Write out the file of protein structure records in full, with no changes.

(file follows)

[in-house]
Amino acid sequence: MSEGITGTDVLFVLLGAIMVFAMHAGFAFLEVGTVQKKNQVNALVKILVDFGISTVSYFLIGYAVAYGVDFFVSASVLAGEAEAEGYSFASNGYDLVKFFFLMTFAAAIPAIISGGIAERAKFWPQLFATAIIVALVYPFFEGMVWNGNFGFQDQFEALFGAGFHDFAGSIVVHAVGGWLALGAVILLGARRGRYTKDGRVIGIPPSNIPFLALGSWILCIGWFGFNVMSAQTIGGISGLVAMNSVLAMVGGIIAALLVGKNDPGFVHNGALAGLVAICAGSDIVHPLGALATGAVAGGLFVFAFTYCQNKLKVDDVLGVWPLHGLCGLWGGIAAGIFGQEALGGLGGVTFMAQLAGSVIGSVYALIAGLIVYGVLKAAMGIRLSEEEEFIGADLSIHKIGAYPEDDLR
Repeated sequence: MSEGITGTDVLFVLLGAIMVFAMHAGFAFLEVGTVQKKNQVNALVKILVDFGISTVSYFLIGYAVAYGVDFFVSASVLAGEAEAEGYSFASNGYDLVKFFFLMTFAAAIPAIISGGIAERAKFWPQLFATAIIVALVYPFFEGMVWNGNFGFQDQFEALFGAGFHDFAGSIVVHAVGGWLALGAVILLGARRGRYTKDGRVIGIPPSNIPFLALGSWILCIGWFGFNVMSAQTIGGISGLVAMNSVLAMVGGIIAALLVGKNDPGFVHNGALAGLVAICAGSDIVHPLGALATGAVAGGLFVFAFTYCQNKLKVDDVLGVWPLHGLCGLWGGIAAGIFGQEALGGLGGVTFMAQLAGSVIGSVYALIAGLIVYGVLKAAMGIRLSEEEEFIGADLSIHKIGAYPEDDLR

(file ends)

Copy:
[in-house]
Amino acid sequence: MSEGITGTDVLFVLLGAIMVFAMHAGFAFLEVGTVQKKNQVNALVKILVDFGISTVSYFLIGYAVAYGVDFFVSASVLAGEAEAEGYSFASNGYDLVKFFFLMTFAAAIPAIISGGIAERAKFWPQLFATAIIVALVYPFFEGMVWNGNFGFQDQFEALFGAGFHDFAGSIVVHAVGGWLALGAVILLGARRGRYTKDGRVIGIPPSNIPFLALGSWILCIGWFGFNVMSAQTIGGISGLVAMNSVLAMVGGIIAALLVGKNDPGFVHNGALAGLVAICAGSDIVHPLGALATGAVAGGLFVFAFTYCQNKLKVDDVLGVWPLHGLCGLWGGIAAGIFGQEALGGLGGVTFMAQLAGSVIGSVYALIAGLIVYGVLKAAMGIRLSEEEEFIGADLSIHKIGAYPEDDLR
Repeated sequence: MSEGITGTDVLFVLLGAIMVFAMHAGFAFLEVGTVQKKNQVNALVKILVDFGISTVSYFLIGYAVAYGVDFFVSASVLAGEAEAEGYSFASNGYDLVKFFFLMTFAAAIPAIISGGIAERAKFWPQLFATAIIVALVYPFFEGMVWNGNFGFQDQFEALFGAGFHDFAGSIVVHAVGGWLALGAVILLGARRGRYTKDGRVIGIPPSNIPFLALGSWILCIGWFGFNVMSAQTIGGISGLVAMNSVLAMVGGIIAALLVGKNDPGFVHNGALAGLVAICAGSDIVHPLGALATGAVAGGLFVFAFTYCQNKLKVDDVLGVWPLHGLCGLWGGIAAGIFGQEALGGLGGVTFMAQLAGSVIGSVYALIAGLIVYGVLKAAMGIRLSEEEEFIGADLSIHKIGAYPEDDLR